γῆς εἴδη

Γῆς δὲ εἴδη͵ τὸ μὲν ἠθημένον διὰ ὕδατος τοιῷδε τρόπῳ γίγνεται σῶμα λίθινον. τὸ συμμιγὲς ὕδωρ ὅταν ἐν τῇ συμμείξει κοπῇ͵ μετέβαλεν εἰς ἀέρος ἰδέαν· [60c] γενόμενος δὲ ἀὴρ εἰς τὸν ἑαυτοῦ τόπον ἀναθεῖ. κενὸν δ΄ ὑπερεῖχεν αὐτῶν οὐδέν· τὸν οὖν πλησίον ἔωσεν ἀέρα. ὁ δὲ ἅτε ὢν βαρύς͵ ὠσθεὶς καὶ περιχυθεὶς τῷ τῆς γῆς ὄγκῳ͵ σφόδρα ἔθλιψεν συνέωσέν τε αὐτὸν εἰς τὰς ἕδρας ὅθεν ἀνῄει ὁ νέος ἀήρ· συνωσθεῖσα δὲ ὑπὸ ἀέρος ἀλύτως ὕδατι γῆ συνίσταται πέτρα͵ καλλίων μὲν ἡ τῶν ἴσων καὶ ὁμαλῶν διαφανὴς μερῶν͵ αἰσχίων δὲ ἡ ἐναντία. τὸ δὲ ὑπὸ πυρὸς τάχους τὸ νοτερὸν [60d] πᾶν ἐξαρπασθὲν καὶ κραυρότερον ἐκείνου συστάν͵ ᾧ γένει κέραμον ἐπωνομάκαμεν͵ τοῦτο γέγονεν· ἔστιν δὲ ὅτε νοτίδος ὑπολειφθείσης χυτὴ γῆ γενομένη διὰ πυρὸς ὅταν ψυχθῇ͵ γίγνεται τὸ μέλαν χρῶμα ἔχον λίθος. τὼ δ΄ αὖ κατὰ ταὐτὰ μὲν ταῦτα ἐκ συμμείξεως ὕδατος ἀπομονουμένω πολλοῦ͵ λεπτοτέρων δὲ ἐκ γῆς μερῶν ἁλμυρώ τε ὄντε͵ ἡμιπαγῆ γενομένω καὶ λυτὼ πάλιν ὑφ΄ ὕδατος͵ τὸ μὲν ἐλαίου καὶ γῆς καθαρτικὸν γένος λίτρον͵ [60e] τὸ δ΄ εὐάρμοστον ἐν ταῖς κοινωνίαις ταῖς περὶ τὴν τοῦ στόματος αἴσθησιν ἁλῶν κατὰ λόγον [νόμου] θεοφιλὲς σῶμα ἐγένετο. τὰ δὲ κοινὰ ἐξ ἀμφοῖν ὕδατι μὲν οὐ λυτά͵ πυρὶ δέ͵ διὰ τὸ τοιόνδε οὕτω συμπήγνυται. γῆς ὄγκους πῦρ μὲν ἀήρ τε οὐ τήκει· τῆς γὰρ συστάσεως τῶν διακένων αὐτῆς σμικρομερέστερα πεφυκότα͵ διὰ πολλῆς εὐρυχωρίας ἰόντα͵ οὐ βιαζόμενα͵ ἄλυτον αὐτὴν ἐάσαντα ἄτηκτον παρέσχεν· τὰ δὲ ὕδατος ἐπειδὴ μείζω πέφυκεν μέρη͵ βίαιον ποιούμενα τὴν διέξοδον͵ λύοντα αὐτὴν τήκει. [61a] γῆν μὲν γὰρ ἀσύστατον ὑπὸ βίας οὕτως ὕδωρ μόνον λύει͵ συνεστηκυῖαν δὲ πλὴν πυρὸς οὐδέν· εἴσοδος γὰρ οὐδενὶ πλὴν πυρὶ λέλειπται. τὴν δὲ ὕδατος αὖ σύνοδον τὴν μὲν βιαιοτάτην πῦρ μόνον͵ τὴν δὲ ἀσθενεστέραν ἀμφότερα͵ πῦρ τε καὶ ἀήρ͵ διαχεῖτον͵ ὁ μὲν κατὰ τὰ διάκενα͵ τὸ δὲ καὶ κατὰ τὰ τρίγωνα· βίᾳ δὲ ἀέρα συστάντα οὐδὲν λύει πλὴν κατὰ τὸ στοιχεῖον͵ ἀβίαστον δὲ κατατήκει μόνον πῦρ. τὰ δὴ τῶν συμμείκτων ἐκ γῆς τε καὶ ὕδατος σωμάτων͵ μέχριπερ ἂν ὕδωρ αὐτοῦ τὰ τῆς γῆς διάκενα καὶ βίᾳ συμπεπιλημένα κατέχῃ͵ τὰ μὲν ὕδατος ἐπιόντα ἔξωθεν εἴσοδον οὐκ ἔχοντα μέρη περιρρέοντα τὸν ὅλον ὄγκον ἄτηκτον εἴασεν͵ τὰ δὲ πυρὸς εἰς τὰ τῶν ὑδάτων διάκενα εἰσιόντα͵ ὅπερ ὕδωρ γῆν͵ τοῦτο πῦρ [ἀέρα] ἀπεργαζόμενα͵ τηχθέντι τῷ κοινῷ σώματι ῥεῖν μόνα αἴτια συμβέβηκεν· τυγχάνει δὲ ταῦτα ὄντα͵ τὰ μὲν ἔλαττον ἔχοντα ὕδατος ἢ γῆς͵ [61c] τότε περὶ τὴν ὕαλον γένος ἅπαν ὅσα τε λίθων χυτὰ εἴδη καλεῖται͵ τὰ δὲ πλέον ὕδατος αὖ͵ πάντα ὅσα κηροειδῆ καὶ θυμιατικὰ σώματα συμπήγνυται.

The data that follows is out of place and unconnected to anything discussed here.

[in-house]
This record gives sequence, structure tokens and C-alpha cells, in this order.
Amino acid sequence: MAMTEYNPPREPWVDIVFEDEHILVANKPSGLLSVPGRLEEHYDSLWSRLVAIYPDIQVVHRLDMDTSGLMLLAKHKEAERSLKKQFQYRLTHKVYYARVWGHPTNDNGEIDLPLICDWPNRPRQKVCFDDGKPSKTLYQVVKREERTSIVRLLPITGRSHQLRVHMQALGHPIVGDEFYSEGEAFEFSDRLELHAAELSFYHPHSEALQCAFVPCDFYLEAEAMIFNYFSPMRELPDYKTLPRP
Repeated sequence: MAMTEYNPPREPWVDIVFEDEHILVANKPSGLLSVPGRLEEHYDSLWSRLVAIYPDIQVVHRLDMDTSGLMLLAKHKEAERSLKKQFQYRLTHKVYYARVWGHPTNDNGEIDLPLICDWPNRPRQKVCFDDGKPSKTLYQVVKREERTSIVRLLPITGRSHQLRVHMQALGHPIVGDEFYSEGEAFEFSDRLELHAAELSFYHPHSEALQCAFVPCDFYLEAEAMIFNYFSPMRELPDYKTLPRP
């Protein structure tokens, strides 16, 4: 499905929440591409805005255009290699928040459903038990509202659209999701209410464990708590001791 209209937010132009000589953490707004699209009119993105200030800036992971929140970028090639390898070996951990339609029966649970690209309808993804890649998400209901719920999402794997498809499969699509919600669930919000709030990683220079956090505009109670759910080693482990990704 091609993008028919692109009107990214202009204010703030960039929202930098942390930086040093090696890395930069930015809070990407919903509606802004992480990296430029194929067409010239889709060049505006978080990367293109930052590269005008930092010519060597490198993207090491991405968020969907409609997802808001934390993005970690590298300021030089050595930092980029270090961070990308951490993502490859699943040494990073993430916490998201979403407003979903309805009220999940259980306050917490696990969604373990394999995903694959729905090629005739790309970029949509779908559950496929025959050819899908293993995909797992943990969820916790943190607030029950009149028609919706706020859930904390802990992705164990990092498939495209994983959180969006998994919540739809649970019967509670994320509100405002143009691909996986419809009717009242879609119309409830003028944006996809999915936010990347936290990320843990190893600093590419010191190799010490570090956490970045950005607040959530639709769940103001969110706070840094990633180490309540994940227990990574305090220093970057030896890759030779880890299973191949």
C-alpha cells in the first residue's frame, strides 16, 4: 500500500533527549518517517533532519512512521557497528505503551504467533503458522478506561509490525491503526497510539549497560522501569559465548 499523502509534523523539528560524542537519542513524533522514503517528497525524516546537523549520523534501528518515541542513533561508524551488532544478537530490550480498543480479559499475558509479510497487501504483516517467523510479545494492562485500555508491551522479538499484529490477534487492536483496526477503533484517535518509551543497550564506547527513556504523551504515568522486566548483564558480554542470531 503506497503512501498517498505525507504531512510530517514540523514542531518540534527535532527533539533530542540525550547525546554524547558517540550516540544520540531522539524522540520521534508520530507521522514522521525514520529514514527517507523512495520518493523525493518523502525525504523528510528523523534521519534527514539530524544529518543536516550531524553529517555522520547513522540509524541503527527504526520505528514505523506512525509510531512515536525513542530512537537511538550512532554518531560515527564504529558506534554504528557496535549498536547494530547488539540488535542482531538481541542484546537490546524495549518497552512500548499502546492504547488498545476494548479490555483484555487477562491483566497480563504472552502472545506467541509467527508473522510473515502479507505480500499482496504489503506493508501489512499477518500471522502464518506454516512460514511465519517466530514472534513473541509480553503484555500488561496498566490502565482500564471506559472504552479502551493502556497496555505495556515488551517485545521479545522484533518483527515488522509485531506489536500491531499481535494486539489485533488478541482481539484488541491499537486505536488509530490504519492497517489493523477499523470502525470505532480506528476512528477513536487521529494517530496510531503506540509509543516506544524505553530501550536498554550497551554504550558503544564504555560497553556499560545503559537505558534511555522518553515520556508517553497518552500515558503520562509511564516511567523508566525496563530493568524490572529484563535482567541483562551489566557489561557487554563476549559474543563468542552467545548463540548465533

Previous chapter  *  Timaeus index  *  Next chapter

Septuagint Genesis Septuagint Exodus, Leviticus, Numbers, Deuteronomomy Septuagint Psalms Septuagint Job, Proverbs, Ecclesiastes, Song of Songs, Wisdom, Sirach Septuagint Isaiah, Jeremiah, Baruch, Lamentations, Ezekiel, Daniel Septuagint Hosea, Joel, Amos, Obadiah, Jonah, Micah, Nahum, Habakkuk, Zephaniah, Haggai, Zechariah, Malachi The Authentic Greek New Testament Bilingual New Testament I
Three Millennia of Greek Literature


Learned Freeware

Reference address :